Racine Unified announced Thursday the names of seven students from across the district who have worked inside their schools and throughout the community to actively improve the lives of others. These students – most of whom are seniors and graduating next month – have been recognized for their efforts with the annual Peacemakers Award.
Rian Vickery, Senior – Park High School
Vickery founded the Panther Pals at school to pair regular education students with students with disabilities as a way to break down barriers between the two groups. The Panther Pals basketball game gives students with disabilities the opportunity to join a member of the Park boys basketball team out on the floor, which is a highlight of the students’ school year.
“Peace is about respect. It’s crucial to respect the point of view of others before rushing to judgment about them,” she told the district. “You may not always agree with what others say and do, but if you respect them you can always find a peaceful solution to any conflict.”
Vickery will attend Carthage College in the fall where she plans to major in education and to earn a certificate in special education.
Kristi Parsons, Senior – Walden III
After attending Conserv School in northern Wisconsin for a semester, Parsons has been active in environmental causes and used her experience at Conserv to advocate for more earth-friendly solutions to a variety of situations, including the implementation of a carbon tax absent any financial impact.
Parsons helped lead the charge for a 4-way stop sign at 10th and Center, organized Walden’s first Earth Day recognition and activities, and helped collect 1,600 articles of clothing for area homeless shelters. Additionally, she just finished her term as a Racine County Youth in Governance Representative.
Parsons plans to continue volunteering through the summer and after she begins college in the fall where she will pursue a career in politics.
Maria Orozco, Senior – Horlick High School
Orozco has a passion for social justice, and she has been an active member of Youth Empowered in the Struggle. Her nomination was spurred in large part because of her ability to bring disparate groups together working for a common goal.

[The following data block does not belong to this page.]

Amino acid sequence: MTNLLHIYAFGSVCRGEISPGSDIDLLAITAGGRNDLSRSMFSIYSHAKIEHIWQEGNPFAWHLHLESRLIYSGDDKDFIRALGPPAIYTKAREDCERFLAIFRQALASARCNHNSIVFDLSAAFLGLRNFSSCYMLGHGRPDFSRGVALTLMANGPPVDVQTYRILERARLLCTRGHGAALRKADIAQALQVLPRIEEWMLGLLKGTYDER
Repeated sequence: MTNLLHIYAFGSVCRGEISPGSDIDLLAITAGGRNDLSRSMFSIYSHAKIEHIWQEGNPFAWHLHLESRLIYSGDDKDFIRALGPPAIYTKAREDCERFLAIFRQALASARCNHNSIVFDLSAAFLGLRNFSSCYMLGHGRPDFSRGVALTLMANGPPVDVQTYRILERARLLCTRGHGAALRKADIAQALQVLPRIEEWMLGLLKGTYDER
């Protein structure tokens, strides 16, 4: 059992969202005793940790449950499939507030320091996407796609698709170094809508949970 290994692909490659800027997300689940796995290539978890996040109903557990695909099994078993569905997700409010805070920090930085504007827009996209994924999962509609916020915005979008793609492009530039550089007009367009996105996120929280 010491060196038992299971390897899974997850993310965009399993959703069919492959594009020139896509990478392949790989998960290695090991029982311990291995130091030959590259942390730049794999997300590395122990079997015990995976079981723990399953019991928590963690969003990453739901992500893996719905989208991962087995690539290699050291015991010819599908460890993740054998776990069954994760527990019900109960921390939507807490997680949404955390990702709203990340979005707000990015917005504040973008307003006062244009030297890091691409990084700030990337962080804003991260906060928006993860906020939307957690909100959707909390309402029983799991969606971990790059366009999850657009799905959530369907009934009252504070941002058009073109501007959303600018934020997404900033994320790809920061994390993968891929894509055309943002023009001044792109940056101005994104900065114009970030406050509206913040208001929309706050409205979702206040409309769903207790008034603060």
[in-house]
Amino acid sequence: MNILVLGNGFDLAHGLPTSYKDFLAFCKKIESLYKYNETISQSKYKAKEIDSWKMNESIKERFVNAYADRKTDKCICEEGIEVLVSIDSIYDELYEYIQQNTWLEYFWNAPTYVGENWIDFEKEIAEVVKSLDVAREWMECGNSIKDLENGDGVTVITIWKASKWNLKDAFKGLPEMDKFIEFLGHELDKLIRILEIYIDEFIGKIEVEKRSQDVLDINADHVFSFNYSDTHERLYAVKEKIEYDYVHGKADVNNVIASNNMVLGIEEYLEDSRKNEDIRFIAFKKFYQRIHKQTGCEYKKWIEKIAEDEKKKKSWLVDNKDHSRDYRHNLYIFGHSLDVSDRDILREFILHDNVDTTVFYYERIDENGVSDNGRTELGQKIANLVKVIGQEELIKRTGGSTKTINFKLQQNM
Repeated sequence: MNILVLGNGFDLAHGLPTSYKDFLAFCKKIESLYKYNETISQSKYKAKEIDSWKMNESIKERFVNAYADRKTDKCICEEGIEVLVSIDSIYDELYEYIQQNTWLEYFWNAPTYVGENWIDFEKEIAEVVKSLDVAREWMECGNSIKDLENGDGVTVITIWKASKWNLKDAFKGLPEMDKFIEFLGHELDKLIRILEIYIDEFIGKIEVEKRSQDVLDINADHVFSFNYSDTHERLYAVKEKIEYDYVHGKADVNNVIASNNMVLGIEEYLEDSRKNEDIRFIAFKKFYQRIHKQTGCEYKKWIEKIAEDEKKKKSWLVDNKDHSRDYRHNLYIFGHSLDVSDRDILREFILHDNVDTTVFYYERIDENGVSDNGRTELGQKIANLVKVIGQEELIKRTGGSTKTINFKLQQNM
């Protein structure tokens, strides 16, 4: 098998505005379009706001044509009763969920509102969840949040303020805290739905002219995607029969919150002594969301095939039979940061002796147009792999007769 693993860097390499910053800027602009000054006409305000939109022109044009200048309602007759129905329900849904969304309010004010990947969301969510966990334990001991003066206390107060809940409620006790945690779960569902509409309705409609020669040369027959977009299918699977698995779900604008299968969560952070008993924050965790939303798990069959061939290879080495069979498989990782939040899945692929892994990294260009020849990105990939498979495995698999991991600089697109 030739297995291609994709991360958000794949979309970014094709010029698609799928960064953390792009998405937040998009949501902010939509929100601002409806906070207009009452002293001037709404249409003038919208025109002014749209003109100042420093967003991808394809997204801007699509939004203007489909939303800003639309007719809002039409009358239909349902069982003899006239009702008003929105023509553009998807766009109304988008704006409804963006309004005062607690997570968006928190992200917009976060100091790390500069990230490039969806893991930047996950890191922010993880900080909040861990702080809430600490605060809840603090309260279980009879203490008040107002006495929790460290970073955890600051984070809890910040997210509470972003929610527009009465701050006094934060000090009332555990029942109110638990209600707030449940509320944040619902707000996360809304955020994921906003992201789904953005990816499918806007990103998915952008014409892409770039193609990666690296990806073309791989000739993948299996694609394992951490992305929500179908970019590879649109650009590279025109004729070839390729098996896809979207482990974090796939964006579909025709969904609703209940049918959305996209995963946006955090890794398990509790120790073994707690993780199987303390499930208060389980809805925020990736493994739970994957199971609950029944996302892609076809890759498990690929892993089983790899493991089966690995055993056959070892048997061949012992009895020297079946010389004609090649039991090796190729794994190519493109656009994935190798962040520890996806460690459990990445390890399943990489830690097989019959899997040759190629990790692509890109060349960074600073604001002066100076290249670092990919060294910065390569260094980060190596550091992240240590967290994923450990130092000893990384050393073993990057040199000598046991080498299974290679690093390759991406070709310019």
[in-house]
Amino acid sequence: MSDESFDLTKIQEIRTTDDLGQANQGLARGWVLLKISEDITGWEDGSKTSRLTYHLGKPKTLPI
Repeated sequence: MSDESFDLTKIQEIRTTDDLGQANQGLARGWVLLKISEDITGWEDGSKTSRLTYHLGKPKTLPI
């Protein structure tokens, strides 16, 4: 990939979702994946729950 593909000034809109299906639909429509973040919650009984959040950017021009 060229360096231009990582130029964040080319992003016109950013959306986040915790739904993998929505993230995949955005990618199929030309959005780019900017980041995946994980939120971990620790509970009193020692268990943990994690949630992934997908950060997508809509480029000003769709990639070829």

Kimberly Otzelberger, Junior – REAL School
Otzelberger was named a Peacemaker because of her mentoring activities and her gentle personality serves as a great example for other students.
Noelle Otto, Senior – Case High School
Otto has used her involvement in the Case theater program to craft messages of acceptance and present them to younger students both in and outside the district, including the Break the Hate Habit she helped create and produce to teach kids how to combat bullying.
Bria Gentry, Senior – Case High School
Gentry may have started high school as one of the “quiet kids,” but her participation in theater has allowed her to really shine. She participated with Otto in Break the Hate Habit productions and this year earned the right to produce her own senior show.
More, Gentry volunteered her time with Special Olympics and served as a theater teacher’s assistant for students with disabilities.
“Her warm heart and concern for others is seen in her many interactions with people,” the award nomination for Gentry reads. “Bria Gentry is an inspiration among her peers and a shining star among the staff at Case.”
Sadie Neave, Senior – Horlick High School / John XXIII Education Center
When Neave recognized that her grades were too low to continue on the path she was traveling, she had the courage to move herself from Horlick to John XXIII. Her determination and positive attitude paid off, and she is set to graduate next month. She is a Peacemaker Award recipient because of her wide-ranging volunteer activities and strong family values.
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